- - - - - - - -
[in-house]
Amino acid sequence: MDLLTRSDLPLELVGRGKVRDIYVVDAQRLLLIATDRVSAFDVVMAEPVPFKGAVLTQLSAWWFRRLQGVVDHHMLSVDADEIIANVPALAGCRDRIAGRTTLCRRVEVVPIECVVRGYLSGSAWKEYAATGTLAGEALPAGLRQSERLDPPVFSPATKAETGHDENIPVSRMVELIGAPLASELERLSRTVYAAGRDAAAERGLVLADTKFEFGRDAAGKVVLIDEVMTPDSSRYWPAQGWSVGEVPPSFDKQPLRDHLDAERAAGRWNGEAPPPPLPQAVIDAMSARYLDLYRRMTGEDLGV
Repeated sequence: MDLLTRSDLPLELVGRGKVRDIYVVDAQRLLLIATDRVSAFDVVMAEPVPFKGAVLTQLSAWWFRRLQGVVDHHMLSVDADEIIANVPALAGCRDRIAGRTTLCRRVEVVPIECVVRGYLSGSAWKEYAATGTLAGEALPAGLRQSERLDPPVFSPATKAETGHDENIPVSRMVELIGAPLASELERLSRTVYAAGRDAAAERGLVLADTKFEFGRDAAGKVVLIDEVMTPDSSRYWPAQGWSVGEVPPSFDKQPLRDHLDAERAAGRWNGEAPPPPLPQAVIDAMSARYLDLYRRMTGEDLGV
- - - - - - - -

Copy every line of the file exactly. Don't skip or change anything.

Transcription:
[in-house]
Amino acid sequence: MDLLTRSDLPLELVGRGKVRDIYVVDAQRLLLIATDRVSAFDVVMAEPVPFKGAVLTQLSAWWFRRLQGVVDHHMLSVDADEIIANVPALAGCRDRIAGRTTLCRRVEVVPIECVVRGYLSGSAWKEYAATGTLAGEALPAGLRQSERLDPPVFSPATKAETGHDENIPVSRMVELIGAPLASELERLSRTVYAAGRDAAAERGLVLADTKFEFGRDAAGKVVLIDEVMTPDSSRYWPAQGWSVGEVPPSFDKQPLRDHLDAERAAGRWNGEAPPPPLPQAVIDAMSARYLDLYRRMTGEDLGV
Repeated sequence: MDLLTRSDLPLELVGRGKVRDIYVVDAQRLLLIATDRVSAFDVVMAEPVPFKGAVLTQLSAWWFRRLQGVVDHHMLSVDADEIIANVPALAGCRDRIAGRTTLCRRVEVVPIECVVRGYLSGSAWKEYAATGTLAGEALPAGLRQSERLDPPVFSPATKAETGHDENIPVSRMVELIGAPLASELERLSRTVYAAGRDAAAERGLVLADTKFEFGRDAAGKVVLIDEVMTPDSSRYWPAQGWSVGEVPPSFDKQPLRDHLDAERAAGRWNGEAPPPPLPQAVIDAMSARYLDLYRRMTGEDLGV